Your biggest problem will probably be bears. They’re large, dangerous, and a sense of smell that’s 100 times better than a dog. This makes it easy for them to find your food, and they’re always going to take the shortest route to getting their calories rather than foraging around in the forest for the chance to find something tasty to eat. And like raccoons, they have shown great ingenuity in getting to the food, not matter where you hide it or lock it up, even breaking open coolers and into cars just to get at the wonderful smells.

Some important steps to follow are:

  • never leave food unattended at any time during the day
  • foods and other items with strong smells, such as toothpaste, seasonings, and powders, should be stored in a bear box overnight, if one is located in your camping area.
  • don’t leave anything in your packs overnight and leave all of the pockets and compartments unzipped and open. This way, the animals that wander by can investigate without having to chew your bag open.
  • store your foods at least 200 feet or more from your sleeping area. Your food should be kept downwind of your camping site, if that’s possible.

If you want a better way to protect your food, then there are products on the market that are said to be bear-proof and will keep them out of your stash. Many camps and parks provide bear boxes that you can store your food in, but if they don’t, you’re on your own for finding those products that really work. If you do decide to use the bear boxes already provided, you should label your food in order to avoid confusion, don’t use them as garbage receptacles, and make sure that they are closed and latched properly after each visit.

Bear boxes

Bear wires can be used to keep your food up high enough to make bears not care. They should be used on well-spaced trees, and allow you to suspend your food bags above the bear’s standing reach. It can take some time and practice to do it properly, but it’s important to check the regulations of your camping area first, as many parks don’t allow them and have cut them down in the past.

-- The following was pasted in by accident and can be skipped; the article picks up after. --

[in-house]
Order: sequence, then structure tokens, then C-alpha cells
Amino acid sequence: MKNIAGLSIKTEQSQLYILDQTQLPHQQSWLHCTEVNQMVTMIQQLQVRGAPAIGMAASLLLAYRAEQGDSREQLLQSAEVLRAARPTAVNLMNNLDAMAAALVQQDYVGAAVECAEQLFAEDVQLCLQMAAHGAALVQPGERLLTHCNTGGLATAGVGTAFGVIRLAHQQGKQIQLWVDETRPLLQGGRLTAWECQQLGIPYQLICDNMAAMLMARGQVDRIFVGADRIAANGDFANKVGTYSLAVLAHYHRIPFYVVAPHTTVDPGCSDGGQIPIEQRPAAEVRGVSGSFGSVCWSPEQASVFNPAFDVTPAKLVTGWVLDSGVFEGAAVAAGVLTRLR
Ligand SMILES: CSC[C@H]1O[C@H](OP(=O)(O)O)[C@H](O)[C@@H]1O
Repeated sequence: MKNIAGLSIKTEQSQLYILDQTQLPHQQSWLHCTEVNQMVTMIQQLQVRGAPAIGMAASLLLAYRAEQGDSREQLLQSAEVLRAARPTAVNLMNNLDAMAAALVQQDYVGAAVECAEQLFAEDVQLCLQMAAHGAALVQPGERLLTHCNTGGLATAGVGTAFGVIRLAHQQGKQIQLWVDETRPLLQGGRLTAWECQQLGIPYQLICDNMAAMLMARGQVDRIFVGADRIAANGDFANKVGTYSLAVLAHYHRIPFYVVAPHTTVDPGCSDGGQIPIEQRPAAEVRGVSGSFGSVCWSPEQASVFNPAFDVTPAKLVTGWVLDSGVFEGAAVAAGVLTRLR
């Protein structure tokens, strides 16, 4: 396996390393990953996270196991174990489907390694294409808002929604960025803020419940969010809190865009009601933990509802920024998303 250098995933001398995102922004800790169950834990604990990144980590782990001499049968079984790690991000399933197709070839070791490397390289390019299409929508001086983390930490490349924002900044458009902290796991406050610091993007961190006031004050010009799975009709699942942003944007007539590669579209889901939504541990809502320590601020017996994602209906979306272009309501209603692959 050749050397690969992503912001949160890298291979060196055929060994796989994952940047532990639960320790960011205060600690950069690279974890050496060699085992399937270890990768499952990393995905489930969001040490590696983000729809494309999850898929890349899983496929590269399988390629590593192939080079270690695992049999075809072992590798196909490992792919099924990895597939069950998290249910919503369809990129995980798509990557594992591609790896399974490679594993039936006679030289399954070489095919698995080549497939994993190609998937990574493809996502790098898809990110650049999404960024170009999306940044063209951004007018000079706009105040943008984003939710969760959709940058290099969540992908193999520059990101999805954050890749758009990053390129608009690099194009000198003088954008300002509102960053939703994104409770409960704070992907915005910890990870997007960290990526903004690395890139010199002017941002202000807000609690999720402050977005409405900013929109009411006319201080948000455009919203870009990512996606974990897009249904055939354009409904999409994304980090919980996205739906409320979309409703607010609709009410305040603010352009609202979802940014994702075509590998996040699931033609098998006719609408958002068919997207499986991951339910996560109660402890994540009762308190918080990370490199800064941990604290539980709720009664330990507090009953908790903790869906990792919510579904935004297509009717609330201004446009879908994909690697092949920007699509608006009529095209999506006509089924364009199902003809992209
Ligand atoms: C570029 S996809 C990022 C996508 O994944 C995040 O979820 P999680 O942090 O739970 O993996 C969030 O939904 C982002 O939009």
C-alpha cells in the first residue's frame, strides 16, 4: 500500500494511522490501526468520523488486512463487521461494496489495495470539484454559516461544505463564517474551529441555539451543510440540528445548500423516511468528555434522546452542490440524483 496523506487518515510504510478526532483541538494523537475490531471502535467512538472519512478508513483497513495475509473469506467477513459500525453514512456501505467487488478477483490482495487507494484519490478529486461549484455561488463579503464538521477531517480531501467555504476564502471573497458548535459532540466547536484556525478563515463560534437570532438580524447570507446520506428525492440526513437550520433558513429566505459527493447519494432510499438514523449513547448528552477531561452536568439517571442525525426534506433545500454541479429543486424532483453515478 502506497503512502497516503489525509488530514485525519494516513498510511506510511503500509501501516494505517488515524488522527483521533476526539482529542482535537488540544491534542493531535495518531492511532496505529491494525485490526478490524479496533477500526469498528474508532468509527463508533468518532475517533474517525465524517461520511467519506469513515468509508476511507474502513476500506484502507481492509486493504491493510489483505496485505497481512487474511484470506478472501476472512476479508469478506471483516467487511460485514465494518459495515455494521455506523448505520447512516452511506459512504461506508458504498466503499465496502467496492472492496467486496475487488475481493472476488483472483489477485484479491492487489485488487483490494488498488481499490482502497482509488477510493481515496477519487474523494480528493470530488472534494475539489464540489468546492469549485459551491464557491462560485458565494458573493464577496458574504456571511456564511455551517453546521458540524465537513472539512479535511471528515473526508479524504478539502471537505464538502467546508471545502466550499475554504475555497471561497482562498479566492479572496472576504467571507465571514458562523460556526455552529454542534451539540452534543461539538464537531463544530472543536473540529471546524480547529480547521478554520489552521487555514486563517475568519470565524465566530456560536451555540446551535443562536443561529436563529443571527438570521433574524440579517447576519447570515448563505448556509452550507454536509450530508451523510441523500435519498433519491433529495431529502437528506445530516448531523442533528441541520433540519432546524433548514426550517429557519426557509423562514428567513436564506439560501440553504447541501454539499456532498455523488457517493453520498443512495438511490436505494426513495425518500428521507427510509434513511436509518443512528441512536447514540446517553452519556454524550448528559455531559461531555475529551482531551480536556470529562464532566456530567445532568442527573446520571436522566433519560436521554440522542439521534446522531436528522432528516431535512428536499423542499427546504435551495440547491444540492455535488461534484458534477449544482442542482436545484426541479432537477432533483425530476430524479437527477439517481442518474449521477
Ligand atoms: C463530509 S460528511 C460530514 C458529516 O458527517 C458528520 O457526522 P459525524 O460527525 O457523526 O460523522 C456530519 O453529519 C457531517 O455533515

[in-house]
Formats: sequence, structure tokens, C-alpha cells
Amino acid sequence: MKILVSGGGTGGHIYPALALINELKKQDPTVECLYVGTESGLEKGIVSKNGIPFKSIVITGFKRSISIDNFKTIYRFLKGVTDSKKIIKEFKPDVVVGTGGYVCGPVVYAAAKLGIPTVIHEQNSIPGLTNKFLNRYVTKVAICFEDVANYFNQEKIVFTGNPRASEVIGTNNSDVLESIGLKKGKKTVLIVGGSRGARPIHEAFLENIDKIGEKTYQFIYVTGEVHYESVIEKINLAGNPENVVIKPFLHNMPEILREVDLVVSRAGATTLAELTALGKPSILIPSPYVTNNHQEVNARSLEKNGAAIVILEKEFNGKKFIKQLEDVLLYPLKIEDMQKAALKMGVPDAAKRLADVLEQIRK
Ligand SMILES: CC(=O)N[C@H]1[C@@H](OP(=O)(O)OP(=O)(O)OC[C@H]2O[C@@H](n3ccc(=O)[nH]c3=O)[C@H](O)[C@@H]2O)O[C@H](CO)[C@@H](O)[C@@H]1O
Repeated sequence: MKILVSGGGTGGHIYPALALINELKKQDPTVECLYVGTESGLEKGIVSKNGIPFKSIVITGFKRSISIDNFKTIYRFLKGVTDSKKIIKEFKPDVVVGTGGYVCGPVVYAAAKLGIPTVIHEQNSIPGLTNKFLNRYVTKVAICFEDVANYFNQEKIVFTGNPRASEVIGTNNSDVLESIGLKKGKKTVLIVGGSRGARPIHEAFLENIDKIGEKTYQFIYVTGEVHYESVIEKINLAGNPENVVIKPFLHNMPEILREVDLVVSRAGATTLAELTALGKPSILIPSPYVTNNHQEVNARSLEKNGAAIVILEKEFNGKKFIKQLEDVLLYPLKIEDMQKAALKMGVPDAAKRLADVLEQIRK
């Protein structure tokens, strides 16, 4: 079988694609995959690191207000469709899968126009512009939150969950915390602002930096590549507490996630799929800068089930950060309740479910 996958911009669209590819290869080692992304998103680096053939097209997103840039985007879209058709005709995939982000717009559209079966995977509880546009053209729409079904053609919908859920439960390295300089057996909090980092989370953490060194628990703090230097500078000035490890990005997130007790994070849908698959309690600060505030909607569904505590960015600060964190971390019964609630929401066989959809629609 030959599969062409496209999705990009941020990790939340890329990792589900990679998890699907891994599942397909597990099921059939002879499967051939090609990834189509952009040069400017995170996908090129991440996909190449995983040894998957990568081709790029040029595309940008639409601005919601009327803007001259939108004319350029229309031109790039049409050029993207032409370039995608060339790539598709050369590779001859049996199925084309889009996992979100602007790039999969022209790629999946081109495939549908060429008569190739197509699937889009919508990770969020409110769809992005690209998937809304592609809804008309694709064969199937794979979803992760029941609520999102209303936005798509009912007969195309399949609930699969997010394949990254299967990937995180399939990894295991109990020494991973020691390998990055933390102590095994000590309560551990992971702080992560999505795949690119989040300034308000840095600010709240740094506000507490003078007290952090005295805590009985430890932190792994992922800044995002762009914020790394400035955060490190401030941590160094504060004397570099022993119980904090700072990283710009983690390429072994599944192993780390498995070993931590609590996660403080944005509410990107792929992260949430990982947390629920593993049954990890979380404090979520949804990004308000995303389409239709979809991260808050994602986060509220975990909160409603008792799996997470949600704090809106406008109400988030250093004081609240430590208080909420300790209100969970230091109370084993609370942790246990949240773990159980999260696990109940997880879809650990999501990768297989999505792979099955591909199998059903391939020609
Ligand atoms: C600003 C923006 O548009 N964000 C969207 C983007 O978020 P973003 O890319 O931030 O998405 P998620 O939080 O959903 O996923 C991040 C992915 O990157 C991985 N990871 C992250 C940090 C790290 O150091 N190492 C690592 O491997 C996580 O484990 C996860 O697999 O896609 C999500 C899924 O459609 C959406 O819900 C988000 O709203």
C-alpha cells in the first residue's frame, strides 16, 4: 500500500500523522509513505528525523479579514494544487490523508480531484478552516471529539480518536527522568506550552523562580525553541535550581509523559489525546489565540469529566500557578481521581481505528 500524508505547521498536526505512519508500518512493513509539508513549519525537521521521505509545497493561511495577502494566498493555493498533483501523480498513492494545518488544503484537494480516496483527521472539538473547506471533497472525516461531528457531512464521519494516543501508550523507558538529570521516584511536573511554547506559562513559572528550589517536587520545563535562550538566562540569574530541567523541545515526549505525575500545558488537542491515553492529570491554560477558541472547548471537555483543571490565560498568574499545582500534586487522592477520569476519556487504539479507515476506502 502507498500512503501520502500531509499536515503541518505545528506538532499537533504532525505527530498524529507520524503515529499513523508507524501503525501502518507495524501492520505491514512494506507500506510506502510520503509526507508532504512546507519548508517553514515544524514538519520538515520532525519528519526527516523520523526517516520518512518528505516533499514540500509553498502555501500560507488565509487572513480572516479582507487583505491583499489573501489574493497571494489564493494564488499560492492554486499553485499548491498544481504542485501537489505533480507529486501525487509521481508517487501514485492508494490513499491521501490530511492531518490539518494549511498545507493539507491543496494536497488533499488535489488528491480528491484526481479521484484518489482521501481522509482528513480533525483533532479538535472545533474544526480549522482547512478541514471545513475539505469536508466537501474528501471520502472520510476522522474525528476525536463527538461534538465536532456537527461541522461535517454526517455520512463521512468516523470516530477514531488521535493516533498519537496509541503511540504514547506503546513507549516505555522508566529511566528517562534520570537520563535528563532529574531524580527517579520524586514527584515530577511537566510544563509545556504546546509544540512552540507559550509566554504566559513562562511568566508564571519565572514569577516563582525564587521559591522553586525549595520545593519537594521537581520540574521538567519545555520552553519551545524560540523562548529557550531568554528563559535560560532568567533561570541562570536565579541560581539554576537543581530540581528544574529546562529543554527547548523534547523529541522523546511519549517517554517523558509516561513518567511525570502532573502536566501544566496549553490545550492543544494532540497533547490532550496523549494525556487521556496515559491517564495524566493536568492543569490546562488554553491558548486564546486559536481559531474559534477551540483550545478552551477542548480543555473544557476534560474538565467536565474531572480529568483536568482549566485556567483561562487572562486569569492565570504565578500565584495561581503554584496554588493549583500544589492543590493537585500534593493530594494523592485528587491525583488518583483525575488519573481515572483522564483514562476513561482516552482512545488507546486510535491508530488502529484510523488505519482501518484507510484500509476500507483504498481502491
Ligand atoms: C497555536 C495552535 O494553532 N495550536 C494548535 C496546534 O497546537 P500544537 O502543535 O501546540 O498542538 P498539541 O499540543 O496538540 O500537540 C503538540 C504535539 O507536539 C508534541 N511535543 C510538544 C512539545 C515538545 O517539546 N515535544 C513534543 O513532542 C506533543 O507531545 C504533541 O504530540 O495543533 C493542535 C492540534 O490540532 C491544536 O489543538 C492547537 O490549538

Bear poles consist of tall metal poles with hook like arms, which hold bear bags and backpacks for safe keeping. It’s important that you get a main standing pole that is tall enough for a bear not to reach, so check the height of them before you decide to invest in one, or you could be out both money and your food supply.

Some other safety tips to keep bears away from your site altogether are to:

  • cook meals at least 100 yards away from your campsite
  • use freeze-dried meals more than aromatic foods
  • avoid wiping your hands on your clothing, as the food smell can attract them to your tent
  • avoid leftovers as much as possible. Store exposed food in zippered storage bags. Double-bagging can be a better option
  • use minimal soap and toothpaste in areas with bears
  • after washing pots and utensils, disperse the rinse water widely from your sleeping area
  • never leave food scraps behind

Staying safe, while you’re cooking food or keeping it out of the claws of bears is essential to having an enjoyable experience during your camping trip.

Having a list of non-perishable food will keep you on task and ensure that everyone is getting their fill without wasting too much food. It can be difficult to find a balance between packing light while still eating properly, but with careful planning, inspecting labels, and spreading the weight around, you can ensure that your days will be rich with delicious meals that will keep you energized and feeling full.

ABOUT THE AUTHOR
David Dawson
David Dawson

David Dawson is a retired security specialist with over 20 years of experience. He worked for a secret manufacturing facilities and hospitals in Illinois. David's responsibility was to protect people in case of any disaster or cataclysm that might occur. Now he keeps on doing it through teaching others about how to prepare and survive flood, earthquake or even war.

  • Emily Diaz

    Consider getting yourself a dehydrator. You can dehydrate almost anything like fruit, veggies, beef, and the ground beef you can use for spaghetti. Just a reminder, before dehydrating meat you would need to render out the fat to prevent the meat from spoiling. You can also do this by boiling the meat first. Then place the food items in bags. The re-hydration process will take some time though, so add some water on it hours before you want to use it for cooking.

  • David Dawson

    Food dehydration is highly recommended because it reduces waste, makes food portable, all natural, less expensive, and the food’s taste remains unchanged.

  • Wanda Griffin

    Healthy and inexpensive non-perishable camping foods are bulk dried red and green lentils, brown rice and beans. You can use these together with veggies and dried meat for soups and stir fries. You can also bring hard cheese and summer sausages. Bring some powdered milk to add to your breakfast oatmeal and coffee.

  • David Dawson

    Always go for nourishing foods that will give you the calories you need during your camping adventure.